Will opening credit cards hurt your credit score? Here’s what you need to know
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By far the number one question I get from people who are interested in learning how to travel cheaply thanks to travel credit cards is: “Doesn’t that hurt your credit score?”
I’ve opened dozens of credit cards over the years and my credit score currently is sitting above 800. So racking up miles and points with rewards credit cards doesn’t have to tank your credit score. Here’s what you need to know and credit cards and how they impact your credit score.
Credit cards and credit score
Your credit score is comprised of the following factors:
- 35% payment history
- 30% amounts owed/credit utilization
- 15% length of credit history/average age of accounts
- 10% new credit
- 10% types of credit
How credit cards impact your credit score?
When you open a new credit card you will see a temporary dip in your credit score (usually 3-7 points) when the hard inquiry shows up on your report. Opening a new account also will decrease the age of your accounts. But those factors carry less weight and when you open a new account you’ll have access to more credit, which should improve your credit utilization ratio. The key is to be sure to pay off your balance in full each month.
Take this example, if you have $5,000 in credit and put $1,000 in spending on your card every month you are using 20% of your available credit. If you opened a second card with a $5,000 credit limit your monthly credit utilization would drop to 10% because you just doubled the amount of credit you have access to. Another tactic you could use is to pay off your card before the statement closes so that a balance of zero will appear on your credit report.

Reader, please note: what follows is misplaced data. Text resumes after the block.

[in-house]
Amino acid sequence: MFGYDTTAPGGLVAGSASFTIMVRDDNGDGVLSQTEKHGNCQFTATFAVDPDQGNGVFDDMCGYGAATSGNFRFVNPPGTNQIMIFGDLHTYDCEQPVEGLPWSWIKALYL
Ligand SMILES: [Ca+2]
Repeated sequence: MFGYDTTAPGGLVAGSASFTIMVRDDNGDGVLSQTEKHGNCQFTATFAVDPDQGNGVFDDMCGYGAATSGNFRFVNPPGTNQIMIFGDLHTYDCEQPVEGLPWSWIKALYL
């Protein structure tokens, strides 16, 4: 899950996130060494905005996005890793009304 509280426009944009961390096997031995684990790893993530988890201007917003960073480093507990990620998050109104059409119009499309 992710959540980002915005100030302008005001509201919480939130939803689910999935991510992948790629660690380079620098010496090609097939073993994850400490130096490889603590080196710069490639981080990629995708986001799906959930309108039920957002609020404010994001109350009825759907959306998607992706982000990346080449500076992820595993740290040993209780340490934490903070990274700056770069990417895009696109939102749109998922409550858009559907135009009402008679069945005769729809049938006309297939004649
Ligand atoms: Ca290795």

Also, I hold quite a few credit cards with no annual fee, that way I can keep those accounts open long-term (without paying fees) to help increase the age of my accounts.
What credit score do I need to get a credit card?
To have the best chance of being approved for the best travel cards you’ll want a credit score of at least 700. Below are the general classifications each score falls into and a good card option for each one:
- Very good to excellent: 740+, you could apply for a card with top-tier benefits like the Chase Sapphire Reserve® or The Platinum Card® from American Express.
- Good: 670-739, consider the Chase Sapphire Preferred® Card is our #1 card for beginners.
Having a high credit score is important, but a credit score of 780 or 820 won’t necessarily improve your chances of getting that next card compared to a score of 750. Also, you can have a pristine credit score and still get denied for a card because your credit score isn’t the only thing a bank considers when you apply. Many banks of specific application rules and there are even sometimes applications restrictions attached to a specific card. For example, you aren’t eligible for the intro offer on an American Express card if you’ve ever had that card before (or you currently have it). And you won’t be approved for any Chase credit card if you’ve opened five or more cards from any bank (not counting most business credit cards) in the past 24 months. Chase also limits you to having only one personal Southwest credit card at a time.
How does your credit score affect your credit card application?
Your credit score is a big factor in whether or not you’ll get approved for that shiny new card. So having a higher score is always a good idea, but it won’t only improve your chances of being approved it can also save you money down the line. Having a healthy credit score makes you eligible for the best interest rates on credit cards and loans.
So it really can pay off to work toward building and maintaining a score above 740. It’s also a bit of a catch-22 because paying off your credit card debt is a good way to increase your score, but if you don’t carry a balance on your card it won’t matter what the interest rate is because you won’t be paying interest.
Credit card rewards are a great way to put a huge dent in your vacation expenses and you don’t have to sink your credit score to make it happen. As long as you start slowly and pay off all your bills in full and on time you’re good to go. My wife and I have both opened dozens of credit cards in the past few years and we both have credit scores of 800+.
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